Great answers, I'm really glad I asked.
Re: hip flick. There's two sections of road where the downhill hip-flick issue came up (one of them again today) so actually both of your suggestions apply. One of them is downhill right hander that quickly leads to a downhill decreasing radius left, and for that one hanging off/less lean is more important. Whereas the other is a series of downhill esses that are just curvy enough to be actual turns. I think your suggestion about just locking in will work nicely, as they're faster turns and precision is more important than leaning. I really appreciate you giving a thorough answer that covered both scenarios.
Re: pivot. I went out today to practice more on the pivot steering technique (God bless vacation time and southern california canyon roads), and I saw that part of my problem is that I was also pushing down and forward on the inside bar instead of just forward. It seems like that undoes some of the benefits of doing the pivot steering technique the pushing force wasn't "clean" across my body, if that makes sense. Funny how a little thing like that can make such a big difference. I'm going out tomorrow to practice further (again, god bless vacation time) and I'll give it another whirl. And it is helpful to know that it doesn't make a difference about peg pressure or tank pressure--it's good to have one less thing to think about.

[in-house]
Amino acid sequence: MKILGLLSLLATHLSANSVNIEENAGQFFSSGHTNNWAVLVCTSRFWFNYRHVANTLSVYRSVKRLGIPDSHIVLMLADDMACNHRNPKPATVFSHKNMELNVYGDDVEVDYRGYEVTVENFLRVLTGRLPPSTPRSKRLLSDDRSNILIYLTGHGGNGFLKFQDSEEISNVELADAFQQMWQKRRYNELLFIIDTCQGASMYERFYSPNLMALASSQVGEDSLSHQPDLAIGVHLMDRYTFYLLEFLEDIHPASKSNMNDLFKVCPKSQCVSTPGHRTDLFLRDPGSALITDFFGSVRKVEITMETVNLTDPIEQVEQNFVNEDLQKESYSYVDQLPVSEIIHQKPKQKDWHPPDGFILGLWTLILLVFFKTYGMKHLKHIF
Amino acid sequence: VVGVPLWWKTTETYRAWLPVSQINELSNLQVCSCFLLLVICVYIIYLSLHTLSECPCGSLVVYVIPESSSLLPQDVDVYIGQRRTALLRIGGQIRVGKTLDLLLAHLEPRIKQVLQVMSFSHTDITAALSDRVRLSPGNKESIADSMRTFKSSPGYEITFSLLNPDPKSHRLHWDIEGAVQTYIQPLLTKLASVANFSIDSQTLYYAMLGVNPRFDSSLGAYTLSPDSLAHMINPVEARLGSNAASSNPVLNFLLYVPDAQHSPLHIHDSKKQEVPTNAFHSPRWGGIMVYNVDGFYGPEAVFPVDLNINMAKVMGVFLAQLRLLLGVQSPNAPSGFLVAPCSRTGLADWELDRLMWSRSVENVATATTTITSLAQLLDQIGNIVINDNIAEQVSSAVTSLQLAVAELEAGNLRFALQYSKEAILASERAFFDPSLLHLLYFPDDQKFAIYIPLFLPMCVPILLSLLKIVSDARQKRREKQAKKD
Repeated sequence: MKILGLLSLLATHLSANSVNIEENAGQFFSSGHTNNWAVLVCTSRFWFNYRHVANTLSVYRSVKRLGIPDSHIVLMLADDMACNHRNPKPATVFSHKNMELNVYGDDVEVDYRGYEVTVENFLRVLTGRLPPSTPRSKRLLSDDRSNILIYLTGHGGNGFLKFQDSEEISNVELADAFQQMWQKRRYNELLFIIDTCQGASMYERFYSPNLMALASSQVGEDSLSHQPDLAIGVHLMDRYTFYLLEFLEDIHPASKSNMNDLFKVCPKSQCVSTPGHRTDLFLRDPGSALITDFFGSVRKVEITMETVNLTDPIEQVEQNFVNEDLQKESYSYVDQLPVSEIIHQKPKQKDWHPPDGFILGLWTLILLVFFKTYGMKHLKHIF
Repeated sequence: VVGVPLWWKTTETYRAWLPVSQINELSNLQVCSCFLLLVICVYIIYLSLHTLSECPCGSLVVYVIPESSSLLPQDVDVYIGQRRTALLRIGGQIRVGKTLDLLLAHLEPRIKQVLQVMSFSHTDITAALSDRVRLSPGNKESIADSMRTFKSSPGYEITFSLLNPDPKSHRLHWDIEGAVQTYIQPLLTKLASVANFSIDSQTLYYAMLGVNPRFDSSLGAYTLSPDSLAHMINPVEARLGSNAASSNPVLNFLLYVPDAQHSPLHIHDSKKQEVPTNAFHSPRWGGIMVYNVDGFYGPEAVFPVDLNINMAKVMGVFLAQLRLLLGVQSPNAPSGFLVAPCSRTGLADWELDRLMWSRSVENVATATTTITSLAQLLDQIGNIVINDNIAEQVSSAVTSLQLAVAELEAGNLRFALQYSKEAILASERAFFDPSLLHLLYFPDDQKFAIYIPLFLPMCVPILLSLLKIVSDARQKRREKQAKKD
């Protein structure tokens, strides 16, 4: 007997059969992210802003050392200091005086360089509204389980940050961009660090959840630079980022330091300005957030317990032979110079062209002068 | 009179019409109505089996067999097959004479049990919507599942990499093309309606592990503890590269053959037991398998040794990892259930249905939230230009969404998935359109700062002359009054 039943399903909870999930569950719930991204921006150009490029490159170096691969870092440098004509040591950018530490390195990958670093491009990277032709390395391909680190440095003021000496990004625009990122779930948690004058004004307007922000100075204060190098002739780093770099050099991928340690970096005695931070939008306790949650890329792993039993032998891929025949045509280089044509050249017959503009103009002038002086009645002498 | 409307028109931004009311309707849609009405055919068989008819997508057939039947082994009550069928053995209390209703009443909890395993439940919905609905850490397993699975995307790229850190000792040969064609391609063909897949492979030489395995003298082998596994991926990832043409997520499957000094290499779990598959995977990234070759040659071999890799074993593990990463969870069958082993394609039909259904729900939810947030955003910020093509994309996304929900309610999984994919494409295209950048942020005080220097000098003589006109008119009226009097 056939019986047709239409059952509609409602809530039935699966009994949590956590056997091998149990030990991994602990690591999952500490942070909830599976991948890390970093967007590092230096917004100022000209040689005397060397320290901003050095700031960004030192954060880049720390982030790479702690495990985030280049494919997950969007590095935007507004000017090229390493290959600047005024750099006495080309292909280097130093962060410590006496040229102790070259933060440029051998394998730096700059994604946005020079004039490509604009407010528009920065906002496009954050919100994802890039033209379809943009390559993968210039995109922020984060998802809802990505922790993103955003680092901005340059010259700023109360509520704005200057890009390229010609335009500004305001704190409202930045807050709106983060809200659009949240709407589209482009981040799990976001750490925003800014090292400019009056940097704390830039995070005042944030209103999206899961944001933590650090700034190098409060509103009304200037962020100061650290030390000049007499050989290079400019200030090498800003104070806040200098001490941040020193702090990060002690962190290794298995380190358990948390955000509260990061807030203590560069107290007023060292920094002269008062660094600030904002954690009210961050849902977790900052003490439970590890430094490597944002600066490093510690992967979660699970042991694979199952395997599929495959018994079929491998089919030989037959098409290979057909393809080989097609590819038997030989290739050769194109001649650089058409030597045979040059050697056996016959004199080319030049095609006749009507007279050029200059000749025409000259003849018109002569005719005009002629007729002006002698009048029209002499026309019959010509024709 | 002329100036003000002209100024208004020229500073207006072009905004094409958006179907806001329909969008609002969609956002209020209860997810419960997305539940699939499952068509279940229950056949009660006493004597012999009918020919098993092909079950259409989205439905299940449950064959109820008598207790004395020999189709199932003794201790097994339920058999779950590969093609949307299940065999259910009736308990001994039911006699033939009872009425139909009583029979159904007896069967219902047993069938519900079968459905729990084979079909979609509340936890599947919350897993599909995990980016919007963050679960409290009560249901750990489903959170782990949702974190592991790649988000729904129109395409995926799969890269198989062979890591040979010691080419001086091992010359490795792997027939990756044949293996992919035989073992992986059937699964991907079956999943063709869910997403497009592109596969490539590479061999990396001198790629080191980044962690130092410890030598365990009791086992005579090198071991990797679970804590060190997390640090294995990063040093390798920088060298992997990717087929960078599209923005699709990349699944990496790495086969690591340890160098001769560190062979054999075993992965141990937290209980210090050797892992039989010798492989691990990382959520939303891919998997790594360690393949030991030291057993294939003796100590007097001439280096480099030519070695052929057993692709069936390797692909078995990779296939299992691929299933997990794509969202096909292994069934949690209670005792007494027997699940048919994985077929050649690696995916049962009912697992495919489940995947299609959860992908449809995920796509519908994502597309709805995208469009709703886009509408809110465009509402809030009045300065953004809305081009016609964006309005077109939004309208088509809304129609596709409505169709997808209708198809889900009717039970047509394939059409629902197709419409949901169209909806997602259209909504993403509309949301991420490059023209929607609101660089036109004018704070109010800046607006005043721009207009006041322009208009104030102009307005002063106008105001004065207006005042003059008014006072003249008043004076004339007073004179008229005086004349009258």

And about level 3 being physical--holy understatement batman! A friend of mine did Level 3 when I was doing Level 2, and I saw him get off the track early by the fourth drill because he said he was getting tired and starting to make little mistakes. Being an "in shape" guy, I thought there's no way that would happen to me when I did level 3. And yet a couple months later guess who was ready to get off the track early by the fourth drill? ;-) When I do level 4 I'm going to request to do Attack Angles over again, because I was too tired to really get it the first time! Thanks again for the answers, and good luck taking the CSS train back east!